Last year I acquired two of the three games in Experience's J-Horror visual novel trilogy called Spirit Hunter, dedicated to Japanese yokai-type monsters and spirits. The game is also a hybrid type similar to Zero Escape with visual novel dialogue combined with segments that rely on dungeon type exploration and point & click elements.
Starting off with Death Mark, the first one in the series. Death Mark starts off out of the door with a great premise - you're cursed, you have no idea who you are and you're only hope is going to a mansion with a talking doll who can help guide you and others who are stuck in a similar situation. The curse also has a time limit and your goal is to try and get out of this curse by facing these spirits. The story is presented in chapters, as you eventually encounter different spirits and characters throughout your journey, and each of them have great backgrounds and attitudes. The detective character in particular is pretty cool and plays an intriguing role in the story.
The story also provides different dialogue choices that may change the story progression, and when you get into the main gameplay aspect, the decision to who you pick to assist you in your investigation can impact the ending and outcome of that situation. For instance, the wrong character could lead to your death, while the wrong choices could lead to your assist character's demise in the most gruesome way possible. The game does have to provide a balance in terms of tone and violence in order to avoid Japan's CERO Z rating, but the horror aspect is there and done well.
Speaking of horror, the game isn't scary in terms of jump scares but rather its atmosphere and tone. The spirit designs are creepy and what they do certainly makes you want to go 'nope' if you were in that situation. The solution to surviving these spirits is a great homage to the J-Horror genre because it's not done with the western mindset that physical items and guns can solve the problem - what Death Mark does is different by having you solve why the spirit is in their state and how you can use that knowledge to defeat them or save them. A random item you may find in one room could hold the key to protecting you in that moment. There will be dialogue choices or decision that are timed, and you should not waste these moments otherwise you will die sooner than later, so the emphasis of having to make a quick decision in seconds plays a big role in this series.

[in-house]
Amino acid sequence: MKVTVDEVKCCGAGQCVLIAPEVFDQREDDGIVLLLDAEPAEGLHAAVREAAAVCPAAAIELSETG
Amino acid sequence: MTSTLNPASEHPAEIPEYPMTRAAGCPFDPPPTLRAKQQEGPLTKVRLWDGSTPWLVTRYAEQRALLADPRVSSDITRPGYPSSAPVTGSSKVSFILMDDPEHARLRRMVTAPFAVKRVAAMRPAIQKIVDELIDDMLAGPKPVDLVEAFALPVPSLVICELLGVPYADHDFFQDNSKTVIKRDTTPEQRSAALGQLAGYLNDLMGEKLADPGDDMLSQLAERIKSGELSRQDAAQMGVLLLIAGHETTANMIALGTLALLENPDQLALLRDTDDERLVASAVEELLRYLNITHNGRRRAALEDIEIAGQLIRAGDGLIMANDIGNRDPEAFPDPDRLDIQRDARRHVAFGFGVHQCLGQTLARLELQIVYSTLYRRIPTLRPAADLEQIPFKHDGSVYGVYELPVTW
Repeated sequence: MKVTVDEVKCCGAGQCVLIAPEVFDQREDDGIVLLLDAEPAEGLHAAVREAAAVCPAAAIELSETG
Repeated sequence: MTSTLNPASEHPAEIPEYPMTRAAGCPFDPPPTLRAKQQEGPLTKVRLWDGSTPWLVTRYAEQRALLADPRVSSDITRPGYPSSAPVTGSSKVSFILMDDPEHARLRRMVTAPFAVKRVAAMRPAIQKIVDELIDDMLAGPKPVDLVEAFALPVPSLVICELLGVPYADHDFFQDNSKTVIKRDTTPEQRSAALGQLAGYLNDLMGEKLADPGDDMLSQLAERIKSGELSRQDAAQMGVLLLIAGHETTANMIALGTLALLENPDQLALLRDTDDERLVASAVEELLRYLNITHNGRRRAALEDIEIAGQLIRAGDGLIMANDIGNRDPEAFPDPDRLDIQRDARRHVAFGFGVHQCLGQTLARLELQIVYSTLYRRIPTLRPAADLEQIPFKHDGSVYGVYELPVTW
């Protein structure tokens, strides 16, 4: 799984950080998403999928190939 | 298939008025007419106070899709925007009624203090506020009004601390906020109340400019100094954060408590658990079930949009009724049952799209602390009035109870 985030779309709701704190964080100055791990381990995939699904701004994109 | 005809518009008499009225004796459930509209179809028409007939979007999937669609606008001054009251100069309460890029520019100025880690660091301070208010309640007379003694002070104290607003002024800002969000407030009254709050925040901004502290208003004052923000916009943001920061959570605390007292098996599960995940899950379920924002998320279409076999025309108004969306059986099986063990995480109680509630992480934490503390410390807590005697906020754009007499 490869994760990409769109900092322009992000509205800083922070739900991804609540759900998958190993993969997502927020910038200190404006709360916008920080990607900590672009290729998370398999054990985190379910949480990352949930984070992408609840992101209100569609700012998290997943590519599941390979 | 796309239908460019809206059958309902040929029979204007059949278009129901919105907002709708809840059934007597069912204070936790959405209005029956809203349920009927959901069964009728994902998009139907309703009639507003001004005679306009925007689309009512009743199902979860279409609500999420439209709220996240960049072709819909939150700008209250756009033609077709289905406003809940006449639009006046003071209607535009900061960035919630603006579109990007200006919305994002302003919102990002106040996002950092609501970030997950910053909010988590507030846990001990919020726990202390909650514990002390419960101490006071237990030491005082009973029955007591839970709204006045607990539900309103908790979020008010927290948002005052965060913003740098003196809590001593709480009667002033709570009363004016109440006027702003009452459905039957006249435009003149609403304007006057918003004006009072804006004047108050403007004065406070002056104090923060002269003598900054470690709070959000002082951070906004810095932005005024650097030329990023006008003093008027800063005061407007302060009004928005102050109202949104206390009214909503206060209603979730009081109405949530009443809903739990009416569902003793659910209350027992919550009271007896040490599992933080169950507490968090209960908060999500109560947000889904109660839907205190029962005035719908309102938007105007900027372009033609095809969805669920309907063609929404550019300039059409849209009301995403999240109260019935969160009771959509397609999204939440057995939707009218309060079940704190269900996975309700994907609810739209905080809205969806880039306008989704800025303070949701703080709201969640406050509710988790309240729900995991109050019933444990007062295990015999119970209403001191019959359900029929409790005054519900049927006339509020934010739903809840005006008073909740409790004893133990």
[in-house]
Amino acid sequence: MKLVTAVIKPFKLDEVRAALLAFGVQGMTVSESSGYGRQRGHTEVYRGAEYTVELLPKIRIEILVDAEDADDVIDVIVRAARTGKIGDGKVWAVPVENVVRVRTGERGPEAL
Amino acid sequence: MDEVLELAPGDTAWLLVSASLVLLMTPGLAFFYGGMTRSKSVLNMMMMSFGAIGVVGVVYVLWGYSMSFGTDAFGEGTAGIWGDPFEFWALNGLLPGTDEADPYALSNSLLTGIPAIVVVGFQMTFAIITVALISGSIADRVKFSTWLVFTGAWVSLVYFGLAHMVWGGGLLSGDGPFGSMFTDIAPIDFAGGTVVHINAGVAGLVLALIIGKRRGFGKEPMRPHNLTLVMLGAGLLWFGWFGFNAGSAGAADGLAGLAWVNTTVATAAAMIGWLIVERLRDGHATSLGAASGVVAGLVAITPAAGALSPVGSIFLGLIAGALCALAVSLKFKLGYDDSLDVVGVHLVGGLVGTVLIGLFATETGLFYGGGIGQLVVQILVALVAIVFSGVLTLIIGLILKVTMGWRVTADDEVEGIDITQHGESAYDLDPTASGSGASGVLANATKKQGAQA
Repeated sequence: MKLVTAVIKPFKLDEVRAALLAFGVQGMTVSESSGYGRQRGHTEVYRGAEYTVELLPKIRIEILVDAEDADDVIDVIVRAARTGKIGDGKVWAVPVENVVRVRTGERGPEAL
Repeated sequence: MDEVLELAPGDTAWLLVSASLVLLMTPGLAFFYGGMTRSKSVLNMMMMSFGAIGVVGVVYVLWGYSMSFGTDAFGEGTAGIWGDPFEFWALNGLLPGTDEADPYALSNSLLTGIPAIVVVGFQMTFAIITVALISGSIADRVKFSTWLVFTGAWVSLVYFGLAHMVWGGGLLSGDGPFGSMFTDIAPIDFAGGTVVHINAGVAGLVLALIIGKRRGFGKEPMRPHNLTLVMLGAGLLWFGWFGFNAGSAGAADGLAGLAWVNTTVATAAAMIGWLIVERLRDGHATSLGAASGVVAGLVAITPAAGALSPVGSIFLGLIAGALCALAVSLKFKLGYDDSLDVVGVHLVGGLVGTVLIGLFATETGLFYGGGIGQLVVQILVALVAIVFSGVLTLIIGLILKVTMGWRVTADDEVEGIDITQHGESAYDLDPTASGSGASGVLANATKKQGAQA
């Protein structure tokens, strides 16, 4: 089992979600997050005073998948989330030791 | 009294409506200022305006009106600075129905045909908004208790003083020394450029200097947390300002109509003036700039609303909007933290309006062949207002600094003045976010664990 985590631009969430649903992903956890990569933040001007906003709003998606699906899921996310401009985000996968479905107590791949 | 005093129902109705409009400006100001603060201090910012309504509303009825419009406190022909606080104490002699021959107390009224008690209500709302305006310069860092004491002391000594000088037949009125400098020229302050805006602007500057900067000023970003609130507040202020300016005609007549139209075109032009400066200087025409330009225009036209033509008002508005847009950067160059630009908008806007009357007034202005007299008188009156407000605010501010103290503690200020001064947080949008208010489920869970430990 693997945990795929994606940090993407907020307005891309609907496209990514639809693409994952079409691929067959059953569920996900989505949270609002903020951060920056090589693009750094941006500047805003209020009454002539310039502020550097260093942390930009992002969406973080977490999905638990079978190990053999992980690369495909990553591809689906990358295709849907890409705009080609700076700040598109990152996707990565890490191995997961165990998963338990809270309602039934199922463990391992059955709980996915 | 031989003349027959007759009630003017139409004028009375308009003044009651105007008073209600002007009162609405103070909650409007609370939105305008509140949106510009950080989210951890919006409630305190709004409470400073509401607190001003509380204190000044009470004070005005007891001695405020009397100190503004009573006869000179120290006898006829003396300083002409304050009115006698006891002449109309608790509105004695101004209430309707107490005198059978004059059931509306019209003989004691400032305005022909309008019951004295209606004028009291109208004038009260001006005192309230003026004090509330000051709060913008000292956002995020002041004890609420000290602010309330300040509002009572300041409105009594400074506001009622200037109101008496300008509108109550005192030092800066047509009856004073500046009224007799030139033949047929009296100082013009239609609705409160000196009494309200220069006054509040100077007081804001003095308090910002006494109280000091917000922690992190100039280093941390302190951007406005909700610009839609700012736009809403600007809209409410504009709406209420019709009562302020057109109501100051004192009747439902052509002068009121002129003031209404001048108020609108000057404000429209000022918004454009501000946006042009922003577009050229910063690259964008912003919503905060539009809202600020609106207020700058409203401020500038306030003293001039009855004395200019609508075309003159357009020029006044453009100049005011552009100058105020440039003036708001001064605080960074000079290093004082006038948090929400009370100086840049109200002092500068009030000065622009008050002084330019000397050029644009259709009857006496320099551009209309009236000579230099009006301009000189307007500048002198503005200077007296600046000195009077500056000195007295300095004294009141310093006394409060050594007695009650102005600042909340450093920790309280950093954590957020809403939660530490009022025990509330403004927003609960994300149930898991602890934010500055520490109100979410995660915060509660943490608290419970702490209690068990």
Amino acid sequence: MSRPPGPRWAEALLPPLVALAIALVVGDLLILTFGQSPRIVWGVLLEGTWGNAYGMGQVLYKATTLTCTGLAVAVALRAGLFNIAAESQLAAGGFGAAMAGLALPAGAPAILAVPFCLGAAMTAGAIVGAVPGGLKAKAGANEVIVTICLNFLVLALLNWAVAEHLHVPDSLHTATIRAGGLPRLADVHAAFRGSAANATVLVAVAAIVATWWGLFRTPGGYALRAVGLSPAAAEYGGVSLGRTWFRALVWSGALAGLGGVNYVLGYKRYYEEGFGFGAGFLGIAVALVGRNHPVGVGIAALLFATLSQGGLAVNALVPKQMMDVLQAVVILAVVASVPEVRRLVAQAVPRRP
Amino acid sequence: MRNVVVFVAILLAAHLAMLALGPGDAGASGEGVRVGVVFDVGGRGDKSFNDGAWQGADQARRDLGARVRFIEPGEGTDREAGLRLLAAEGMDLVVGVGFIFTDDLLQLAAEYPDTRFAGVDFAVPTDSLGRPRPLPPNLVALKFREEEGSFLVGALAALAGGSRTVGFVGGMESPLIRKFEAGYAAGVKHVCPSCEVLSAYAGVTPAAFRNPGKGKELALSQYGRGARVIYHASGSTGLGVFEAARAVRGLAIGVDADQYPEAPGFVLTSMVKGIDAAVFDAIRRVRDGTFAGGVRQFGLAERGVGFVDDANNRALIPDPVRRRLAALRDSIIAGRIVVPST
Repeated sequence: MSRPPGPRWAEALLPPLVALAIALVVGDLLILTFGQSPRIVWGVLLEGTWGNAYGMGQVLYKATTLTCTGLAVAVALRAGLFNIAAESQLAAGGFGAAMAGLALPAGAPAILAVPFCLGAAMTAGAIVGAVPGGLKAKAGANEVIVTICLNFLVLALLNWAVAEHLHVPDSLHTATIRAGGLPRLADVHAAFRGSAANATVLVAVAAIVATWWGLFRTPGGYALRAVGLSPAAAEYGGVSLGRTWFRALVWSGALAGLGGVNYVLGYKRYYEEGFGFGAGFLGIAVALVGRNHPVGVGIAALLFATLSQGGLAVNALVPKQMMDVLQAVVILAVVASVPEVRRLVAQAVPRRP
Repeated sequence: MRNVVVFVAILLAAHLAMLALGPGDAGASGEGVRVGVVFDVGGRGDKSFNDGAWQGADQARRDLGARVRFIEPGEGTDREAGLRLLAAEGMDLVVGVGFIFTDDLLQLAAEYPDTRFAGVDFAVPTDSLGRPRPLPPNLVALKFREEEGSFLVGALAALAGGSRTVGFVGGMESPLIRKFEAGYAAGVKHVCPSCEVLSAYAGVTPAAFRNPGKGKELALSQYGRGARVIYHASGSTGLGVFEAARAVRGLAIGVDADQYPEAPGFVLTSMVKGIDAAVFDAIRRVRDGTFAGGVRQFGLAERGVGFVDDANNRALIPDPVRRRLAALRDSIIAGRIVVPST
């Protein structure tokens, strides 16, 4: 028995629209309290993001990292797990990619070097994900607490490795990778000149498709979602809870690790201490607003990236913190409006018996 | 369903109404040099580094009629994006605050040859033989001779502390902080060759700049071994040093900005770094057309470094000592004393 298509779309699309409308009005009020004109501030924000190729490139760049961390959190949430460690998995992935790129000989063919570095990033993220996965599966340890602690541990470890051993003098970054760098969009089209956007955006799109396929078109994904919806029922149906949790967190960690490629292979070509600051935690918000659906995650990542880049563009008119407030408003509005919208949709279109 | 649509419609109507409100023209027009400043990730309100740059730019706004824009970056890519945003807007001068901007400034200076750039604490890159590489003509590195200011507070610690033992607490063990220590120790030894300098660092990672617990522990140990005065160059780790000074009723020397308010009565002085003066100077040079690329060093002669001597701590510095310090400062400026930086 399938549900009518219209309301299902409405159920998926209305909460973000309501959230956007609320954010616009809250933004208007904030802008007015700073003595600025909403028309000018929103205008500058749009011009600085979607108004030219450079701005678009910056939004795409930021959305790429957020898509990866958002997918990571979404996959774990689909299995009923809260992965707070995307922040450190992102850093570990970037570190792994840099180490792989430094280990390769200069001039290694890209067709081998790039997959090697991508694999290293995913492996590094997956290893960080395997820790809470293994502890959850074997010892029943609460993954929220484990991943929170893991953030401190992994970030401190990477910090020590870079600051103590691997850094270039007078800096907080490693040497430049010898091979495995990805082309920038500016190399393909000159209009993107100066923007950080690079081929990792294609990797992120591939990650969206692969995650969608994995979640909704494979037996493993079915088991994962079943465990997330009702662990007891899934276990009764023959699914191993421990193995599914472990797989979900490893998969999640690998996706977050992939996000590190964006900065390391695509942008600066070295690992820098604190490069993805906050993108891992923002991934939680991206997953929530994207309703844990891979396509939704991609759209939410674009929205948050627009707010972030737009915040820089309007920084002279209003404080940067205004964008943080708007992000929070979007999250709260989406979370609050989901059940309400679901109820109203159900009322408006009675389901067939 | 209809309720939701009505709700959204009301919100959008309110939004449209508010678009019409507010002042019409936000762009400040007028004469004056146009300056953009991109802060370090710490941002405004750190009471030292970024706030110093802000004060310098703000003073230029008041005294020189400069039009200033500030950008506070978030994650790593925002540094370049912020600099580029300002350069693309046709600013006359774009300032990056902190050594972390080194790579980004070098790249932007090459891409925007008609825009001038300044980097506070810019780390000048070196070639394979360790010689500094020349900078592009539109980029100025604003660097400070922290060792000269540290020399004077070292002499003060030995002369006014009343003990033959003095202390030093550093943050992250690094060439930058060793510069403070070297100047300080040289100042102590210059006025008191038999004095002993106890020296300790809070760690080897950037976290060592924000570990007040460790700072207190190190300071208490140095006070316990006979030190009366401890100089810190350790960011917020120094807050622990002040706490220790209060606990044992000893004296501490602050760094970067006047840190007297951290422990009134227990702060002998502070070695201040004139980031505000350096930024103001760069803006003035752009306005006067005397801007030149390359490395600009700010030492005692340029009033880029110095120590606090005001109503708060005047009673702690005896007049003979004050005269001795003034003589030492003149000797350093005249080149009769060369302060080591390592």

Death Mark is a short length story, with 9 hours of content to get through all of the chapters, their good & bad outcomes for each arc and the overall two main ending routes in the end. The length is just about right as it provides good pacing to tell its story without dragging each arc for the sake of it. There's also an additional story chapter that was not included in the Vita release at launch which is a pretty solid arc that helps provide a good idea on where the franchise would go from there. I also really liked the ending of the story which has a nice resolution that wraps up our main character's journey from start to finish.
Also, the artwork and character designs by Rui Tomono and Fumiya Sumio are perfect. Not only do they provide a different representation to the game but it also captures that horror aspect for the spirit designs really well. It's unique and would love to see more of their work on other projects.
Spirit Hunter: Death Mark is a pretty solid visual novel experience, and it's available on PlayStation 4, PlayStation Vita, Nintendo Switch, and PC (as well as Xbox One in Japan).